Via Huffington Post I discover that Playboy‘s Mexican edition has committed the predictable folly of placing on its cover a strategically partially dressed young woman to whom has been attached the caption “Te Adoramus Marìa.”
To no sentient being’s surprise this has aroused ire amongst the faithful, the more so because the edition came out the day before the celebration of the Day of the Virgin of Guadeloupe. The predictable round of apology and disclaimers has begun and this will pass as another minor skirmish in the eternal war between desire and faith…or whatever pompousity commentators will come up with to mark the occasion.
But what got me was not the cover, nor the very nice young lady depicted, nor her garment, meant, I think to evoke a kind of demure prayer shawl but looking like nothing so much as the tablecloth you pull out when the children are going to be sitting elsewhere. No, it was this line:
Playboy magazine apologized for a controversial cover featuring a scantily-clad woman resembling the Virgin Mary, Reuters reported. (Italics added)
I could go all serious here, and storm at the feckless fact-averse who cannot seem to face the notion that we don’t know who Mary was (not to mention the uncheckable sourcing backing up the claim of a particular sexual status), and hence have no clue about the appearance of one amongst all the young mothers – to -be in the Roman province of Galilee about two thousand years ago.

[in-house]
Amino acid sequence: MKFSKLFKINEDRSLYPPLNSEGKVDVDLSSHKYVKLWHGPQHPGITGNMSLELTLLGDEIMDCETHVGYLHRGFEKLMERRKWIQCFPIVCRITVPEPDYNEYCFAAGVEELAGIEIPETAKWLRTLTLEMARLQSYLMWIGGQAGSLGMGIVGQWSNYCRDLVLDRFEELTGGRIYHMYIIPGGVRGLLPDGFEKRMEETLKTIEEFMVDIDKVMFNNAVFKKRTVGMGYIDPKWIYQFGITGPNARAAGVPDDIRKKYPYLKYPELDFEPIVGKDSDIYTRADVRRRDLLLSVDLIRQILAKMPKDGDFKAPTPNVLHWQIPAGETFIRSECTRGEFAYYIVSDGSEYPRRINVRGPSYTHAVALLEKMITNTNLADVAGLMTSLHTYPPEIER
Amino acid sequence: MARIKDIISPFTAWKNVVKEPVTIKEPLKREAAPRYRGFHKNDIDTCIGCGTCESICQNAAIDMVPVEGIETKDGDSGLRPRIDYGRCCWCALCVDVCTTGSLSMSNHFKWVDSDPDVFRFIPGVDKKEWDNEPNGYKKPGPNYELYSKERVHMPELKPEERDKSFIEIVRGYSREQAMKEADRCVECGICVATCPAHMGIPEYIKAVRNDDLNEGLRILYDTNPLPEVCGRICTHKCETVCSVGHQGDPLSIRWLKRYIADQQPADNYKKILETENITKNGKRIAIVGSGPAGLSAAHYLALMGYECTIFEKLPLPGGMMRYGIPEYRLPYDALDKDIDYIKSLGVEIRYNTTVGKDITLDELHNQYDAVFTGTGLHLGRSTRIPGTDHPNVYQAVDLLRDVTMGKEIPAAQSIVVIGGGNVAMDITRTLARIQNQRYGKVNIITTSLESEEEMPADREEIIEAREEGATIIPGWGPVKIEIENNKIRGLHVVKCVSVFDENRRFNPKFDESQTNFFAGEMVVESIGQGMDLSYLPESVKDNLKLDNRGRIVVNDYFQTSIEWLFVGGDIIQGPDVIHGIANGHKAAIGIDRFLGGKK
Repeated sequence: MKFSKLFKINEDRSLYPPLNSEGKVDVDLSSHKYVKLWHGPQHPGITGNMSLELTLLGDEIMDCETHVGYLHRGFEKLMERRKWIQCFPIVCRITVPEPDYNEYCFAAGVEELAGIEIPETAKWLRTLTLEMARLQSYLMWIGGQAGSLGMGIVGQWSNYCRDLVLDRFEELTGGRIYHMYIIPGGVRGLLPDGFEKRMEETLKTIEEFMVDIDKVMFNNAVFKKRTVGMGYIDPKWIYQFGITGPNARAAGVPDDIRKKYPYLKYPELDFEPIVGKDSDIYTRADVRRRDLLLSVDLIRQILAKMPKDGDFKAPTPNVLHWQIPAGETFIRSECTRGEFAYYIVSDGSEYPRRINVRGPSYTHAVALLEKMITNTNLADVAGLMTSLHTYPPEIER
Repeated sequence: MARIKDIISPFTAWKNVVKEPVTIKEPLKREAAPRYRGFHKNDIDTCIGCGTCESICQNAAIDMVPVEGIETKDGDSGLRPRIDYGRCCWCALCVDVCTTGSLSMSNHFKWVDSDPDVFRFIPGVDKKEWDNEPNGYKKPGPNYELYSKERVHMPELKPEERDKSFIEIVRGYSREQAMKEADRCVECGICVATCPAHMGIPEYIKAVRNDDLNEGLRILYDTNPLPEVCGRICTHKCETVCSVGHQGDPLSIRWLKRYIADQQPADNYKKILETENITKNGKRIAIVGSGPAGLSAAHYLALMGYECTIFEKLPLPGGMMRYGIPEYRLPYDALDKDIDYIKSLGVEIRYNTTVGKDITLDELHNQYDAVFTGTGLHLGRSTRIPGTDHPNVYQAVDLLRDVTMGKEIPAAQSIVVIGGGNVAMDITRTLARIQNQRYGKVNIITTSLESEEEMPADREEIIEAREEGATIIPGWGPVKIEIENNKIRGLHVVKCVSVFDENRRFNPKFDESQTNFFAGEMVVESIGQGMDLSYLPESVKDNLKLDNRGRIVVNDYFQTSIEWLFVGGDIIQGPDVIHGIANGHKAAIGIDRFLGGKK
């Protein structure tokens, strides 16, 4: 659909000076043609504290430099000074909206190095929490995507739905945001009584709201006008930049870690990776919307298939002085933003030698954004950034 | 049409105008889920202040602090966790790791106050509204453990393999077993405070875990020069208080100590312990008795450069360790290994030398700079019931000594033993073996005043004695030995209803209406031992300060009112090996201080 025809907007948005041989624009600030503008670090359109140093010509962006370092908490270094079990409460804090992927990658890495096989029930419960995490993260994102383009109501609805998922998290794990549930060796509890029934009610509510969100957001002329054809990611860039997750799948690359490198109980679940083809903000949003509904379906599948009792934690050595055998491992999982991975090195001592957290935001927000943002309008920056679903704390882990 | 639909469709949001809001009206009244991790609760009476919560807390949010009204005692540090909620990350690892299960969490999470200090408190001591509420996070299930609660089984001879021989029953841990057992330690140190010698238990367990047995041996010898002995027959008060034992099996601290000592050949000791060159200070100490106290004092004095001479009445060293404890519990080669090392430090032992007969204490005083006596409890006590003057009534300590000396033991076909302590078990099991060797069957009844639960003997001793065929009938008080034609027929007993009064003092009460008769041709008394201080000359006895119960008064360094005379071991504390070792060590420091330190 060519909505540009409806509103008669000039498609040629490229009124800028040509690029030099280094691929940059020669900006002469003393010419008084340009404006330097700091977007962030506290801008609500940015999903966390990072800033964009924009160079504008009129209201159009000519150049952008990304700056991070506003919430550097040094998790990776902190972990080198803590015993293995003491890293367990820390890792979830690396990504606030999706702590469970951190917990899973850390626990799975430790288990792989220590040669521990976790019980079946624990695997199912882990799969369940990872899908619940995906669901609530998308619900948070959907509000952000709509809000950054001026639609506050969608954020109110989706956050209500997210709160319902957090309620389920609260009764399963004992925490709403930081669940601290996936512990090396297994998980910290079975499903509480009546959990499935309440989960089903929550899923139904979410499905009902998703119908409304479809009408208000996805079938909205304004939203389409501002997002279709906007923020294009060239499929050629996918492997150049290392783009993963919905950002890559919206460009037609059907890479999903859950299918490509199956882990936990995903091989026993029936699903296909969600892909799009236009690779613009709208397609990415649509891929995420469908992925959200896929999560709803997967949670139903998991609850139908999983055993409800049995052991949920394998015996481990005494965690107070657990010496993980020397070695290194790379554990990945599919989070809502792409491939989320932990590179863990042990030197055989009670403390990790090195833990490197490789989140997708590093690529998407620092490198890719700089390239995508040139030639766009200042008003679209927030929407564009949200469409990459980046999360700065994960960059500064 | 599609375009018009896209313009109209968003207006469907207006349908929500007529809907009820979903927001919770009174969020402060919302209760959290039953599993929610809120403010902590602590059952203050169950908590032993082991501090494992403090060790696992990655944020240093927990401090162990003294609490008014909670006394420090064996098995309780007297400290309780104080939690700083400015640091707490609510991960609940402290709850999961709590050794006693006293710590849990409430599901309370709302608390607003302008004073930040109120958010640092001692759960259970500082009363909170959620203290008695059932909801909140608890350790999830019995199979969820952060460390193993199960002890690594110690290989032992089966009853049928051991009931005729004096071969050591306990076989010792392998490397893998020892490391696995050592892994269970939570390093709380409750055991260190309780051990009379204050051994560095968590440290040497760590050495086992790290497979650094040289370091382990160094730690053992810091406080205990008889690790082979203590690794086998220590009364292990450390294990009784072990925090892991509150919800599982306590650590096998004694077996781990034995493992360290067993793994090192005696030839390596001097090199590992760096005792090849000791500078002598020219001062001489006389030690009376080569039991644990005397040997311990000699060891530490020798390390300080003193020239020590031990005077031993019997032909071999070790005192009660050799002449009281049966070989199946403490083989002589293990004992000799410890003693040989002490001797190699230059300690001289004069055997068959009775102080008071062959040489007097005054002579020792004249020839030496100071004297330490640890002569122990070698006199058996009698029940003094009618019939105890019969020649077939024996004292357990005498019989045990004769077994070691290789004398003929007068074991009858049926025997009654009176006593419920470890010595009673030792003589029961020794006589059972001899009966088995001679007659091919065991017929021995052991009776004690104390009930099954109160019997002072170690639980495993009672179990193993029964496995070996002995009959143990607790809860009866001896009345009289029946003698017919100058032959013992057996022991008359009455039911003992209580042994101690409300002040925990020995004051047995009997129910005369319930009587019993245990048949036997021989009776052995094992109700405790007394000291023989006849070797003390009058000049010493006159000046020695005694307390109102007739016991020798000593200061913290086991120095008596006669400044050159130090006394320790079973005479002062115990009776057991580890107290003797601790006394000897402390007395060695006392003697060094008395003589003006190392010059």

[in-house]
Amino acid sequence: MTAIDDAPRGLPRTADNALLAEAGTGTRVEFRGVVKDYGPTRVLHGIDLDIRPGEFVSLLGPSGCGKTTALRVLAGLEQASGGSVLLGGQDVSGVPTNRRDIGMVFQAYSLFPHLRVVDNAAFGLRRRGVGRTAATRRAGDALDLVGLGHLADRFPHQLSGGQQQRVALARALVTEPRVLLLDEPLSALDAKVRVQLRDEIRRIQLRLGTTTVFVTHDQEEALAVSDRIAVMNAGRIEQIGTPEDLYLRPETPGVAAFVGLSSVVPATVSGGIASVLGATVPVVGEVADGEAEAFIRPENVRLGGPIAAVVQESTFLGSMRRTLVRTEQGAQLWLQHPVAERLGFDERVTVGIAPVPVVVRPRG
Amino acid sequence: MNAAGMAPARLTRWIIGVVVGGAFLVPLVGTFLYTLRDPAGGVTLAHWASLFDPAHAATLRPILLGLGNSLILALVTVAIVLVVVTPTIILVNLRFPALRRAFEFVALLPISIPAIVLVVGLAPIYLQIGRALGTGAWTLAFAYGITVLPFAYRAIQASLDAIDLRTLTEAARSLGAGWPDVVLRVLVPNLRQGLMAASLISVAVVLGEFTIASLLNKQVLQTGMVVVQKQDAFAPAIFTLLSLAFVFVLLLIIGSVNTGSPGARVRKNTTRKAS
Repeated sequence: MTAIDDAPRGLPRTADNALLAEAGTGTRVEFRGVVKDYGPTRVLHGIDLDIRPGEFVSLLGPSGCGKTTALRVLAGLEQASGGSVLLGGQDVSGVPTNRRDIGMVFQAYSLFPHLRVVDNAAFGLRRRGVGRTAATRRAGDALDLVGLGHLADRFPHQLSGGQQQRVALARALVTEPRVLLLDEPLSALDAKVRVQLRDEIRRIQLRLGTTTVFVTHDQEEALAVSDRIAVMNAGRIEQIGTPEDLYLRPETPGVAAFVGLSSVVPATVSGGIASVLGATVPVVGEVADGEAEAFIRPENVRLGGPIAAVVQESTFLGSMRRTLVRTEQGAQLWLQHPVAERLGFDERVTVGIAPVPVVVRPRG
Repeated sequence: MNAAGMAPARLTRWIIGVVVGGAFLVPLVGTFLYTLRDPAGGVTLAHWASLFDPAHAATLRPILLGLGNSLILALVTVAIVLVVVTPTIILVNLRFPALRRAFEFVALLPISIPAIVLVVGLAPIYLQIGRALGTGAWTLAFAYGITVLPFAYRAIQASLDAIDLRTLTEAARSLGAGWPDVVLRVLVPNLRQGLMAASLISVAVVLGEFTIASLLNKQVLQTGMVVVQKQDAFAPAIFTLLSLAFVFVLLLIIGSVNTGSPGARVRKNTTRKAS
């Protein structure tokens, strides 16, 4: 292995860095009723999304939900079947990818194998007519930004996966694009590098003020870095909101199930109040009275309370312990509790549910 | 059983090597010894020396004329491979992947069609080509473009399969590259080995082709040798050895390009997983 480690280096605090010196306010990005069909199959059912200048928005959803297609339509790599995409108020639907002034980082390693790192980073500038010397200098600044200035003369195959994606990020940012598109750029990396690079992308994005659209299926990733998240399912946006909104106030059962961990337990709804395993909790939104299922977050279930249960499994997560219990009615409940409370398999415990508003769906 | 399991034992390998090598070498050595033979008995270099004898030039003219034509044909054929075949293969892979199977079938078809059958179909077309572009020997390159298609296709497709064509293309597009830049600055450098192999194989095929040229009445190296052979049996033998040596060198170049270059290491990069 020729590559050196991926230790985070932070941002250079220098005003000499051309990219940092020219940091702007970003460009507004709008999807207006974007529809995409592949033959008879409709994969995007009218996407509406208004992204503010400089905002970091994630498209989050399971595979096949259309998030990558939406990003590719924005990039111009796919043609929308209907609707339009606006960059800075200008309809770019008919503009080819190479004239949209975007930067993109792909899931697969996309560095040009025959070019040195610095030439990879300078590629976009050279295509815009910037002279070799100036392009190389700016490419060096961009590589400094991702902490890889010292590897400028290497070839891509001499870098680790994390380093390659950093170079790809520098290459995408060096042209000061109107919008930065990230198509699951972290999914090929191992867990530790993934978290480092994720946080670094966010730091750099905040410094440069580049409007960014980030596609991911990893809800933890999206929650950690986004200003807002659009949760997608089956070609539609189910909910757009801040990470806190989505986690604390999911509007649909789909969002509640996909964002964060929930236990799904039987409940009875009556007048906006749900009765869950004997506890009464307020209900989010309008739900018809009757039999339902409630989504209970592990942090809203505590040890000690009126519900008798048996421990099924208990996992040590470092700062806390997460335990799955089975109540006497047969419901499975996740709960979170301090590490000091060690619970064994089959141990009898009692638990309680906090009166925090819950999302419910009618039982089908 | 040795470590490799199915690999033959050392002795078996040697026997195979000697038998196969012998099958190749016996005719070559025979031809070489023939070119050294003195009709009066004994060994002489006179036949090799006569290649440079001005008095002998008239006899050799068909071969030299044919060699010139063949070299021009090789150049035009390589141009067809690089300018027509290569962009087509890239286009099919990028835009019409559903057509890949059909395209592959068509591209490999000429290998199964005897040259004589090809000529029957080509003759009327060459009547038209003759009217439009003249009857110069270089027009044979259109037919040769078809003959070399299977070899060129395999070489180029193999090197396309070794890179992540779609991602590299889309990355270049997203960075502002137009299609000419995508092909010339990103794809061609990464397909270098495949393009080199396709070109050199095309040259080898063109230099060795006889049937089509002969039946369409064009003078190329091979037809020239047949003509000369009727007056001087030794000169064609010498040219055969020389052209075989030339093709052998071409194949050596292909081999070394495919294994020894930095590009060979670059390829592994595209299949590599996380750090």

It may be conventional to depict Mary as a young, often dark-haired beauty, and the woman on the Playboy cover matches that broad description — but then so do lots of people who do not greatly resemble each other. (Think, e.g. of Halle Berry and Sarah Silverman, just to take two folks off the top of my head. And thanks for The Great Schlepp, Sarah, as long as we’re here.)
But rather than go into some long discourse on this as an illustration one of the ways in which claims of established fact by the faithful take forms unintelligible to scientific rationalists–and vice versa, I figured out how I could boil the whole argument down to the old Catskills punch line. Looking at the Playboy cover, all I could think was,
“Funny. She doesn’t look Jewish.”
Image: El Greco, “The Assumption of the Virgin,” 1577